Christmas Day, December 25, 2018
Year C, Christmas Day: Isaiah 62:6-12; Psalm 97; Titus 3:4-74; Luke 2:[1-7], 8-20
There was no recording of this sermon.
The day is here – and we are gathered as a community of faith – gathered to worship God on this holy day — gathered around God’s table to partake of the Sacrament that reminds us of Christ’s love for us and for all who will follow this baby born in a manger.
As we gather, I ask each of us to ponder this question – what does Christmas mean to us?
For some Christmas toys and candy and gifts. That vision of Christmas can excite us, the children among us and the child within us.
For others Christmas means shopping – getting gifts to give – picking out a “perfect gift”.
For others it means family gatherings and good times together.
For others, Christmas is a time of sorrow, which is why many churches offer “Blue Christmas” or “A Service of the Longest Night”.
What does Christmas mean to you?
Christmas at its very core is a celebration of God’s love – and the wonderful fact that God has come into our world through Christ. Christ brought that light into the world two thousand years ago and continues to bring that light into our world.
Sometimes it’s hard to let God embrace us or for us to embrace God. But Christmas is a celebration of God’s coming into our lives through Jesus Christ – of allowing God and this baby, born of unsure circumstances, into our lives.
The coming of God into our world through Christ tells us a lot about God.
How does God come into our world today?
Well, here’s a story that’s a bit old, over twenty years, but in the context of our world today, I think it still resonates. It was published in the Philadelphia Daily News in 1996 and it speaks to the real meaning of Christmas and how Jesus comes among us through people and events in their lives.
“This holiday season, I paused to evaluate my values, beliefs and supposed good deeds.
I have always considered myself a good person, evidenced my commitment to social justice, donations to charity, history of volunteer service and constant prayer for those less fortunate.
Why, just the previous week, I had written a check to a favorite charity in memory of my parents. Let no one tell me I don’t know the true meaning of Christmas!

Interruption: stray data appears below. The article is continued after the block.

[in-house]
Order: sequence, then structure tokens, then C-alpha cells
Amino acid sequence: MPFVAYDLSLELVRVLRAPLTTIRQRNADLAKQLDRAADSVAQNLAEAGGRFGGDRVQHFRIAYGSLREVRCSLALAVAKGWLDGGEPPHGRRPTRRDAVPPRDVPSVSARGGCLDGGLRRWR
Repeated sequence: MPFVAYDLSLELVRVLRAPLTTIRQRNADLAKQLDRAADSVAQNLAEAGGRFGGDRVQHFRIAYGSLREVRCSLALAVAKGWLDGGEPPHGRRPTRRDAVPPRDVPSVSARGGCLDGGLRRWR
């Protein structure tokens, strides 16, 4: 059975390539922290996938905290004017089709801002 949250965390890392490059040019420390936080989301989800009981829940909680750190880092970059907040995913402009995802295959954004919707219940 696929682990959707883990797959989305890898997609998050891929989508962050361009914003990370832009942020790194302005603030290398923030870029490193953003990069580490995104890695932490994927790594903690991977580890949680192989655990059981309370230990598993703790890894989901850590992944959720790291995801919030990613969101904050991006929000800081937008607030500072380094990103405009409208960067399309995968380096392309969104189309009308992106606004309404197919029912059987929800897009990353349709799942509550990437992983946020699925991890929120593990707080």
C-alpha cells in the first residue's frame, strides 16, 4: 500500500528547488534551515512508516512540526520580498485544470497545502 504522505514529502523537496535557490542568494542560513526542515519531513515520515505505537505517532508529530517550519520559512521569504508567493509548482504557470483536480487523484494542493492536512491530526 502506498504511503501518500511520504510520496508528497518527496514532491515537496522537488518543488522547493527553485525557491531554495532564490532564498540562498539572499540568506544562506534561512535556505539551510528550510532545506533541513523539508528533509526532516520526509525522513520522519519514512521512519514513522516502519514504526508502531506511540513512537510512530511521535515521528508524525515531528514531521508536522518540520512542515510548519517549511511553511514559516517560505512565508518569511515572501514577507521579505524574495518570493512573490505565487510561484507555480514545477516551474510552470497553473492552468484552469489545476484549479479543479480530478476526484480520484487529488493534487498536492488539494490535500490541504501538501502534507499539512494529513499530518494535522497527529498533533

It was now acceptable to turn my focus on this December morning. My car had been delivered to the detailing center to ensure its shiny look for the holiday. Walking briskly towards my office, I mentally ticked off the last-minute details.
What last gifts would make my holiday giving complete? Should I buy my grandmother the telephone I had seen the day before? Did I have enough wrapping paper? Would I get out of work early on Christmas Eve, so I could start the pork roast, serve dinner and be in church by 9:30 p.m.? How long would it take to stop at Weight Watchers and still be on time to celebrate a pre-Christmas birthday with my friends’ 93-year-old aunt?
As I worried about these matters, I sidestepped a woman who was struggling with a girl about 8 years old and three large trash bags. Rather than offer my assistance, I walked to the side.
Jolting me back to reality was the sound of another human being. A man stopped and asked, ‘Where d’ya have to go with that, sweetheart?’ She thanked him and told him she needed to get to the city’s Office of Emergency Services, to seek, I presume, shelter for herself and her daughter. The gentleman then kindly picked up a bag from the mother and the bag from the girl and proceeded to walk up the street, carrying what were probably all their worldly goods.
At that moment, Christmas became real once again. No more trees to trim, no more gifts to buy, only an act of kindness by a stranger toward another who had no shelter, no place to sleep during this most holy season. I saw the baby Jesus incarnate within that little girl, and Joseph and Mary walking toward the manger.
I had forgotten the true meaning of Christmas that morning. How often we become wrapped up in ourselves and forget the true meaning of the season. For the New Year, I seek the courage and strength to offer my gifts to that stranger and to practice random acts of kindness. How can I expect others to offer what I have myself not offered?”
Your rector is not exactly proud to admit that she is the author of that letter. Yet, it provided a moment of grace to remember that Christmas is about the offering of God’s love to us, and our offering of God’s love to the world around us. Today, we are minded again of the wonderful news that God came into our world through Christ two thousand years ago and continues to bring that light into our world.
Even in the midst of the tragedies of our lives – the times when things seem to be the lowest they can be – times when we are fearful – time of economic instability and political upheaval – even in all these times and despite all these things – God has come – Christ has been born. God came in Philadelphia that cold winter day in the voice of a man saying “where d’ya have to go with that, sweetheart.”
As we come around the table this morning to celebrate the Christmas feast, we celebrate the fact that God comes to make a difference in this world. And we can find Jesus in the most unexpected of places – in the face of an unknown homeless person or in the face of those dearest to us.
The Gospel of our Lord Jesus Christ is that He, the Son of God, has so much light and love to give the world that they could not be overcome by the darkness. Therefore, we sing this Christmas, at all times and in all places. The darkness has not extinguished the light and our songs will echo through all eternity.”
Thanks be to God!
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